“Who was Roger de Bussy-Rabutin? The name is not unknown to any educated French, but, if we place him in the heart of the seventeenth century (1618-1693), we can hardly see in him a cousin and correspondent of the most famous Marquise de Sevigne. “One must write like Bussy”, advises La Bruyère. Daniel des Brosses reveals to us a completely different Bussy, a man of the sword, Mestre de Camp General of the light cavalry of France, vainly seeking the baton of Marshal, appreciated by Condé before being his adversary, praised by Conti, recognized by Turenne, but dismissed from office by Mazarin’s distrust, the cabals of the Court, Condé’s final hatred, the slanders believed by the king who exiled him (atrocious punishment which consisted in staying at home) for many years, while he begged to serve. When he returned in grace, he was struck by the conclusion of a sordid trial and retired, this time voluntarily… “
Yves-Henri Allard – November 2011.
The text of this original known by this extremely rare copy begins as follows:
« Quand je fais réflexion mes enfants aux traverses de ma vie, que je considère les marques d’Honneur, les grands titres et les grands établissements refusés à ma naissance, à mes longs services et à mes grands emplois. Je rends grace à Dieu d’avoir emploié la mauvaise fortune pour m’attirer à luy, prévoyant que je me serais perdu dans la bonne.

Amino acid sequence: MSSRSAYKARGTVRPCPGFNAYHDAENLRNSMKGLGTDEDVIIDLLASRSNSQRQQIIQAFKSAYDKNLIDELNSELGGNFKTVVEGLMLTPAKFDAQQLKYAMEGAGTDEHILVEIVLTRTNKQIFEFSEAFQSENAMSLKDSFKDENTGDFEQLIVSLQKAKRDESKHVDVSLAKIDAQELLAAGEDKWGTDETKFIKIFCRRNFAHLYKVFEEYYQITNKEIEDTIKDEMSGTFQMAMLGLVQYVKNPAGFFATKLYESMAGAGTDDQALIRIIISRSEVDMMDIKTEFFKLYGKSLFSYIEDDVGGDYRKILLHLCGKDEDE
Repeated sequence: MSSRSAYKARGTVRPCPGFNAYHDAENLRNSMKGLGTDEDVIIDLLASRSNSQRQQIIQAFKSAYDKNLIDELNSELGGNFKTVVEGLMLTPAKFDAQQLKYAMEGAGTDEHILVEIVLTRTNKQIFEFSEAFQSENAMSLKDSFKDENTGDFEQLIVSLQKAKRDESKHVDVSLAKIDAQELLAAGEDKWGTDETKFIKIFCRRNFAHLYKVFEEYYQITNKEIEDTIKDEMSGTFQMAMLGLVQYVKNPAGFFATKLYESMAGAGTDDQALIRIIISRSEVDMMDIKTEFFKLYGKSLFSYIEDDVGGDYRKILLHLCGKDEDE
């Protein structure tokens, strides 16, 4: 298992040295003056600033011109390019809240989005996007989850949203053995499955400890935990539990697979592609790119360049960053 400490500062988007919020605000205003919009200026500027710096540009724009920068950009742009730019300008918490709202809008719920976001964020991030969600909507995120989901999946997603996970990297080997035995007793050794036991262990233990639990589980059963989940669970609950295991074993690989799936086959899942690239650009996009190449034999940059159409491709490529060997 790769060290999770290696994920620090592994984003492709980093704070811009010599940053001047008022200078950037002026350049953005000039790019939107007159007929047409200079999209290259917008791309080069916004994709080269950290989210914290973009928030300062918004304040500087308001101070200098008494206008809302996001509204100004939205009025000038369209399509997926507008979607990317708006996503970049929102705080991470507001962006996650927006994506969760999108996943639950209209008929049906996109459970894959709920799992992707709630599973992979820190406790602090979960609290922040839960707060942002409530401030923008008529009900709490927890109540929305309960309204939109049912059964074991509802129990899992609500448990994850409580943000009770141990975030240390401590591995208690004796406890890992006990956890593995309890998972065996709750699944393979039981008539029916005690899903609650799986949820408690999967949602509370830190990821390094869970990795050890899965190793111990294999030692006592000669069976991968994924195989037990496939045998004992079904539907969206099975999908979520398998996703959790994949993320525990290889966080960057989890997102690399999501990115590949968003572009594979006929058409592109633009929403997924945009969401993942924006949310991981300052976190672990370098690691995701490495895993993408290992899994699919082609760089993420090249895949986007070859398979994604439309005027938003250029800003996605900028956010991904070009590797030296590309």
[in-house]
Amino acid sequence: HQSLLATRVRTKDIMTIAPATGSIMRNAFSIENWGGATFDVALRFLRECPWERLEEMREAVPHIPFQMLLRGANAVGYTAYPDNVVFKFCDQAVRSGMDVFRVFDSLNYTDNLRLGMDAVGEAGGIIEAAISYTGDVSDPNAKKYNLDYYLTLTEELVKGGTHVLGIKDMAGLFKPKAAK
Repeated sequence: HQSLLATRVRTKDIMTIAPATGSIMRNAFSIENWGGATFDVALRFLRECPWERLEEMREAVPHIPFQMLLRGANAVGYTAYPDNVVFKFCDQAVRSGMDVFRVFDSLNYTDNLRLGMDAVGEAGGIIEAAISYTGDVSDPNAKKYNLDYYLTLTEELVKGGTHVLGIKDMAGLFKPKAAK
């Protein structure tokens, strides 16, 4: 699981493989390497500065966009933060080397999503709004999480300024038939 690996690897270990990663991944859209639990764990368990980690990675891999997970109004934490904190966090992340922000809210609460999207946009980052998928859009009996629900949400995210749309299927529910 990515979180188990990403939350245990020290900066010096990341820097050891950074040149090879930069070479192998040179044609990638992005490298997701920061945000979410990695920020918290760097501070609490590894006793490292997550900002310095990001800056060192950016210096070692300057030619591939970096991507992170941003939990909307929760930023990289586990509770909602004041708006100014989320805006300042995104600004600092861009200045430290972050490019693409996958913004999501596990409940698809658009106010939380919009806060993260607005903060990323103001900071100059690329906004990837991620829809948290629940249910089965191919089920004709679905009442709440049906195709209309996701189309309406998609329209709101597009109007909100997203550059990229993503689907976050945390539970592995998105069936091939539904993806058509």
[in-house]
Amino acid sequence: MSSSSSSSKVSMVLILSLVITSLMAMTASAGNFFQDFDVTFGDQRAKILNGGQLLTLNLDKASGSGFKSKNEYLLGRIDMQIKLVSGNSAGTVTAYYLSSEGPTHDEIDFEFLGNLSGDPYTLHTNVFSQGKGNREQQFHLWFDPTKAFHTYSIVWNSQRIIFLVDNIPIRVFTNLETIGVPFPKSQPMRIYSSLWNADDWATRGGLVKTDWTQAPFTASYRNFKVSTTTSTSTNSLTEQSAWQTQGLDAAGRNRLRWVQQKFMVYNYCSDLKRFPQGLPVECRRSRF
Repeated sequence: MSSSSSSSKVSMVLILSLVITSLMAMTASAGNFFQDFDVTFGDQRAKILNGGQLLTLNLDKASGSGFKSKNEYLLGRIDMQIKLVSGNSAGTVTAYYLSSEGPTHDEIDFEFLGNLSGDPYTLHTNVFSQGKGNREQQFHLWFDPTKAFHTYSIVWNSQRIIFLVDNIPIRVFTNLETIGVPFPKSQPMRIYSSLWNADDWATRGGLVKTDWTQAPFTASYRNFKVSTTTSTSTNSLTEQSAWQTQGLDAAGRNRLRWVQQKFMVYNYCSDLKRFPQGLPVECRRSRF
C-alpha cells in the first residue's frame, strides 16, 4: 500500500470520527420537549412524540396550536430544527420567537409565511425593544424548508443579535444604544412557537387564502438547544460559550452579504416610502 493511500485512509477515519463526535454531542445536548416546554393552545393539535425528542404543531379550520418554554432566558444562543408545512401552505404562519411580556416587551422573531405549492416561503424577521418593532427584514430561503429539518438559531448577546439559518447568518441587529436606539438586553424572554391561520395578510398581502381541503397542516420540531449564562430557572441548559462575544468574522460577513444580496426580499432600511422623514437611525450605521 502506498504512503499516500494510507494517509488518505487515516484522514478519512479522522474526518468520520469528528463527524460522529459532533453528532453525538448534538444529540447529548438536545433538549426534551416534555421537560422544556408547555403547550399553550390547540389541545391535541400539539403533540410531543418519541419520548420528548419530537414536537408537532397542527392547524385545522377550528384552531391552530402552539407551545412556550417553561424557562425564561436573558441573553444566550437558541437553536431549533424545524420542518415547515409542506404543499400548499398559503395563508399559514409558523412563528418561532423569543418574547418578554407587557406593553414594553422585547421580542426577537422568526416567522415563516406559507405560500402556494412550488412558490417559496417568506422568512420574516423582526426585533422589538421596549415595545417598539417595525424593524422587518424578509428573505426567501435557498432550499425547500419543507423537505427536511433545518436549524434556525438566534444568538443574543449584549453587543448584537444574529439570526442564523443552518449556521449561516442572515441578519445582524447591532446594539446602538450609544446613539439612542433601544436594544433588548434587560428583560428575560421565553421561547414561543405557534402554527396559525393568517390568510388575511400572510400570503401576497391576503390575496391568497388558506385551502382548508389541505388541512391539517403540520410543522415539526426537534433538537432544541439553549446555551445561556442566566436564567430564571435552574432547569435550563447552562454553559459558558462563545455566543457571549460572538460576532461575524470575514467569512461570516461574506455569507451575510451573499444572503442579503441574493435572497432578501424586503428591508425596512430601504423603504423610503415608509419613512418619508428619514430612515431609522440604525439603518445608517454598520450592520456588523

Je ne veux pas dire par la que tous les gens heureux soient reprouvés. Il n’y a jamais eu une fortune si longue, ny si brillante que celle du Roy. Cependant il n’y a jamais eu une plus solide vertu que la sienne. Je connais encore des gens à la cour qui vivent dans les prospérités comme des anges, mais j’en connais fort peu et ma fragilité me fait croire que je n’aurais pas été du petit nombre.
Outre le profit que je prétends tirer de mes disgraces mes enfants, je veux aussy vous en faire
profiter en vous faisant comprendre le peu d’état que l’on doit faire des belles apparences de la fortune et de la fortune même, non seulement par ma propre expérience, mais encore celle d’une partie des gens de qualité malheureux des siècles passés… ».
In 2000, Éditions de l’Armançon published the Discours du Comte de Bussy-Rabutin à ses enfants, according to the autograph manuscript of the Mazarine library, with this complete analysis:
« L’affaire est évidemment d’importance pour la connaissance de l’œuvre du gentilhomme bourguignon car, après sa mort, les éditeurs ont apporté de nombreuses et importantes modifications à ses écrits en vue de leur publication ».